Carnegie Mellon University

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VASC Seminar: Hyun Oh Song
Object detection with parsimony

Hyun Oh Song
PhD Candidate, UC Berkeley

March 03, 2014, 3:00 - 4:00, NSH 1507

Approximately 85% of internet traffic is estimated to be visual data. Conventional object detection algorithms are not yet suitable to harness this unconstrained, massive visual data because they require laborious bounding box annotations for training and large scale inference is unfeasibly slow due to model complexity. In this talk, I will present two instantiations of model parsimony for object detection. For model learning, I will present one-bit object detection: a framework for training object detectors using only one-bit image level annotations of object presence without any instance level annotations (i.e. bounding boxes). This framework provides approximately 70% relative improvement in localization accuracy (as measured by average precision) over the current state of the art weakly supervised learning methods on standard benchmark datasets. For model inference, I will present sparselet models which significantly reduce model inference complexity by utilizing a shared representation, reconstruction sparsity, and parallelism to enable real-time multiclass object detection with deformable part models at 5Hz with almost no decrease in task performance.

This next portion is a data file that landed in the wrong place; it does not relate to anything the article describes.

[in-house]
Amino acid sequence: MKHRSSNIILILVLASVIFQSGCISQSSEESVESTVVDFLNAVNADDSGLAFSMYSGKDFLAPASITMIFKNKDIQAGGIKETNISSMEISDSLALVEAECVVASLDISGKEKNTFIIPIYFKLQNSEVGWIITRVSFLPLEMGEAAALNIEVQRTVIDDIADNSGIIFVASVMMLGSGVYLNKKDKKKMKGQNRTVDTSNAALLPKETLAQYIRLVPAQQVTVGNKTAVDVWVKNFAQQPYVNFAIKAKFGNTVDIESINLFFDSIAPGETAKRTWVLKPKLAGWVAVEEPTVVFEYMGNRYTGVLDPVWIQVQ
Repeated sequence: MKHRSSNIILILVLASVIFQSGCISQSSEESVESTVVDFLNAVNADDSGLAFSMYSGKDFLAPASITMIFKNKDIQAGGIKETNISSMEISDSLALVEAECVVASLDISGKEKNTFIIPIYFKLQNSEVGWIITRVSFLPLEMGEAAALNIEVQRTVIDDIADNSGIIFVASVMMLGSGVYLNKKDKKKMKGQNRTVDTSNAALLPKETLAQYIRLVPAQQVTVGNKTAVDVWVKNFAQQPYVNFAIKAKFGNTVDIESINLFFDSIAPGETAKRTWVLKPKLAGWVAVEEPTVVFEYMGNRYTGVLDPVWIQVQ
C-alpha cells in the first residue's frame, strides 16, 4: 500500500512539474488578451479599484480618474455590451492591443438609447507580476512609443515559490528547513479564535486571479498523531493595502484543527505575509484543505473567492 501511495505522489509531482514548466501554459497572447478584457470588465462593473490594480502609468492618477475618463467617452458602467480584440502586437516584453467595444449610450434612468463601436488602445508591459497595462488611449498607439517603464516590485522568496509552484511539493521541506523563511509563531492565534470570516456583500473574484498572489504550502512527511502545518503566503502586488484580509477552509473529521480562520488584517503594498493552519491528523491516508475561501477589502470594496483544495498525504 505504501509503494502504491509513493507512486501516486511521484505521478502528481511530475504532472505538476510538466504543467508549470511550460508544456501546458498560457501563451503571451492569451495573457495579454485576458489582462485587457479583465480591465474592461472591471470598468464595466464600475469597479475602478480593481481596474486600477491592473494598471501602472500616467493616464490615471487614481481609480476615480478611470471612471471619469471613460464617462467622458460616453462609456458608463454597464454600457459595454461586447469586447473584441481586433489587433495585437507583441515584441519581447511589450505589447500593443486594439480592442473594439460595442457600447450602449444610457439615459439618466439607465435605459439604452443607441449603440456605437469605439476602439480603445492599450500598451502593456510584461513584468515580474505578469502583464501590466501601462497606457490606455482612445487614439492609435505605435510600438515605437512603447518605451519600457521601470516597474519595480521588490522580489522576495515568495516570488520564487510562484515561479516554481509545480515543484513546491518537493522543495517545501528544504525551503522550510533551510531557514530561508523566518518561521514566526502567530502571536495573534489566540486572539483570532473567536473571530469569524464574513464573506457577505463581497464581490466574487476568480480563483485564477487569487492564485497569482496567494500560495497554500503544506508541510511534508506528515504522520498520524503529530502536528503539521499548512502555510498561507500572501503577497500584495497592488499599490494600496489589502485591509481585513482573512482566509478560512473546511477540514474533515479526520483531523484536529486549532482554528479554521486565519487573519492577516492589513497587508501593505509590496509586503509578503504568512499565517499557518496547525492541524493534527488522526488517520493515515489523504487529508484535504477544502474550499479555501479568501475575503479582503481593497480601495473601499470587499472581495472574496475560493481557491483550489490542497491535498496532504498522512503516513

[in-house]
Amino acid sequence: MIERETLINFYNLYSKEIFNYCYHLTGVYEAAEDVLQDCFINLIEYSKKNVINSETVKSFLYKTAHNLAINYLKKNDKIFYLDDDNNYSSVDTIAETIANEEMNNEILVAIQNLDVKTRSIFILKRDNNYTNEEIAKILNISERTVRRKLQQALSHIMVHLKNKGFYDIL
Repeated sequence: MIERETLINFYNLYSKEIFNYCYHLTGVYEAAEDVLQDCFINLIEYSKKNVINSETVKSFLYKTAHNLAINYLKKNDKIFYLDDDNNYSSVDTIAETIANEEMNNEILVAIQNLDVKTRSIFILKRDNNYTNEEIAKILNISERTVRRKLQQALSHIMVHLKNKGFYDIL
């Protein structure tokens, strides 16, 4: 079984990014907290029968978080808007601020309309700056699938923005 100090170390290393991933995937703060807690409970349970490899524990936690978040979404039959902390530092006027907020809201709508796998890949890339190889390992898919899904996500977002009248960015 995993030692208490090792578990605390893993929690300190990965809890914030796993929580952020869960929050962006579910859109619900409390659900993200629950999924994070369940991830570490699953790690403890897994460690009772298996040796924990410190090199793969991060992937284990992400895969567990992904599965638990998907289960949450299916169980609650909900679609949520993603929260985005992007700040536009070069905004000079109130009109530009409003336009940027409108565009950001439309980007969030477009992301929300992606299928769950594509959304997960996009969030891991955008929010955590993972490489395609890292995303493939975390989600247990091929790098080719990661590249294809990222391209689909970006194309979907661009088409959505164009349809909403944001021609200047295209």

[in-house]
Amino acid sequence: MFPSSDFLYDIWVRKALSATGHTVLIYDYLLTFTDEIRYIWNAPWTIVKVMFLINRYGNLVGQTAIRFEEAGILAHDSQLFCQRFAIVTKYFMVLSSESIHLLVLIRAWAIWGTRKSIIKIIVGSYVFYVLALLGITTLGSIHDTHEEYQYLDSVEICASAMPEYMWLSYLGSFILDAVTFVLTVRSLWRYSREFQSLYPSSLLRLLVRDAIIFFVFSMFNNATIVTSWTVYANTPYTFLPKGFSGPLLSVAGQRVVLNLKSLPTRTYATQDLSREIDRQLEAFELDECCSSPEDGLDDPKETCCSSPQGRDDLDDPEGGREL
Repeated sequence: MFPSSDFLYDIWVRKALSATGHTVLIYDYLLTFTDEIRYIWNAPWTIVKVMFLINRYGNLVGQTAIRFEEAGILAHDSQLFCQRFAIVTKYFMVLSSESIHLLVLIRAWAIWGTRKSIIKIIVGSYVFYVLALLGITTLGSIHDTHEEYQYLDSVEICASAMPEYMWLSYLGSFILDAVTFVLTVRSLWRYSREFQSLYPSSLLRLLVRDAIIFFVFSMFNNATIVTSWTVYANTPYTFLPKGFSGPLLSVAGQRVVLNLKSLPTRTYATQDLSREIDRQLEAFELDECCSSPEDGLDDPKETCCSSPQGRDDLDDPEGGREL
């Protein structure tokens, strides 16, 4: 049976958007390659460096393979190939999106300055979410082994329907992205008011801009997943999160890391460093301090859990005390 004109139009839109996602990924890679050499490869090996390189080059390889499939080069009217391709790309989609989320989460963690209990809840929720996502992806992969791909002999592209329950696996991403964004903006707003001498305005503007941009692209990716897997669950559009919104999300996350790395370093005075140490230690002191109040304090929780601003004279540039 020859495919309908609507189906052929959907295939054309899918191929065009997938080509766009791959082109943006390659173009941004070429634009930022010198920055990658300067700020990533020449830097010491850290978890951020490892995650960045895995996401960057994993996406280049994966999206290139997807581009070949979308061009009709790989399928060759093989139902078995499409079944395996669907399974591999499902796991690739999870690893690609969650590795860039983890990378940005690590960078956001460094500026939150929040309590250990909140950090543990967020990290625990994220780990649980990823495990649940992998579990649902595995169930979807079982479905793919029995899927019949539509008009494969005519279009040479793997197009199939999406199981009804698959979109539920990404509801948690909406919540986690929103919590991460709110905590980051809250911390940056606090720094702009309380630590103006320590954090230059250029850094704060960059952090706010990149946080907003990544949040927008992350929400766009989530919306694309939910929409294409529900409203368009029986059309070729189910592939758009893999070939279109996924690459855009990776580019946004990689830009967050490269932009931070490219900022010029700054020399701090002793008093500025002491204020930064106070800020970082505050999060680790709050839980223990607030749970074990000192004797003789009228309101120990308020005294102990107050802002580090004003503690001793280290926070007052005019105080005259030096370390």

Additional Information

Host: Kris Kitani

Appointments: Kris Kitani

Speaker Biography

Hyun Oh Song is a Ph.D. candidate in Computer Science at UC Berkeley. He is a recipient of five year Ph.D. fellowship from Samsung Lee Kun Hee Scholarship Foundation. His research interest lies at the intersection between computer vision, machine learning and optimization with an application focus in large scale object detection with parsimony.